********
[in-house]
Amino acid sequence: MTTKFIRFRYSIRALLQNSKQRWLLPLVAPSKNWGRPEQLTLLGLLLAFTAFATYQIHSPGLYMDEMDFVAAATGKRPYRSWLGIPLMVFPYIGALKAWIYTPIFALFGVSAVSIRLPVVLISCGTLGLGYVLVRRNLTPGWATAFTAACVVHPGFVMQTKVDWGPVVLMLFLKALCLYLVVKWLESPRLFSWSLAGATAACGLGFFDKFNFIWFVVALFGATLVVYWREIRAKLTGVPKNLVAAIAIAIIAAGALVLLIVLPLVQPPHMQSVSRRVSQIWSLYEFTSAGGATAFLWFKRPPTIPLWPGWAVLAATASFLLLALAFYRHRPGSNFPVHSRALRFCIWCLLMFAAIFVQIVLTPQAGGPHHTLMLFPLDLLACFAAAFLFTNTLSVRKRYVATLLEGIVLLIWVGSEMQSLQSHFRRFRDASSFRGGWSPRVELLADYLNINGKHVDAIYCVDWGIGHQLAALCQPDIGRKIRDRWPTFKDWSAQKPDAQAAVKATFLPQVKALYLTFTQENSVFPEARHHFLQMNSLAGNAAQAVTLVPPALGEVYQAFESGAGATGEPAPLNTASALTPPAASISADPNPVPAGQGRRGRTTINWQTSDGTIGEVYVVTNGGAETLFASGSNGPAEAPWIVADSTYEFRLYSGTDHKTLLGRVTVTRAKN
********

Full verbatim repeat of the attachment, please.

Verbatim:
[in-house]
Amino acid sequence: MTTKFIRFRYSIRALLQNSKQRWLLPLVAPSKNWGRPEQLTLLGLLLAFTAFATYQIHSPGLYMDEMDFVAAATGKRPYRSWLGIPLMVFPYIGALKAWIYTPIFALFGVSAVSIRLPVVLISCGTLGLGYVLVRRNLTPGWATAFTAACVVHPGFVMQTKVDWGPVVLMLFLKALCLYLVVKWLESPRLFSWSLAGATAACGLGFFDKFNFIWFVVALFGATLVVYWREIRAKLTGVPKNLVAAIAIAIIAAGALVLLIVLPLVQPPHMQSVSRRVSQIWSLYEFTSAGGATAFLWFKRPPTIPLWPGWAVLAATASFLLLALAFYRHRPGSNFPVHSRALRFCIWCLLMFAAIFVQIVLTPQAGGPHHTLMLFPLDLLACFAAAFLFTNTLSVRKRYVATLLEGIVLLIWVGSEMQSLQSHFRRFRDASSFRGGWSPRVELLADYLNINGKHVDAIYCVDWGIGHQLAALCQPDIGRKIRDRWPTFKDWSAQKPDAQAAVKATFLPQVKALYLTFTQENSVFPEARHHFLQMNSLAGNAAQAVTLVPPALGEVYQAFESGAGATGEPAPLNTASALTPPAASISADPNPVPAGQGRRGRTTINWQTSDGTIGEVYVVTNGGAETLFASGSNGPAEAPWIVADSTYEFRLYSGTDHKTLLGRVTVTRAKN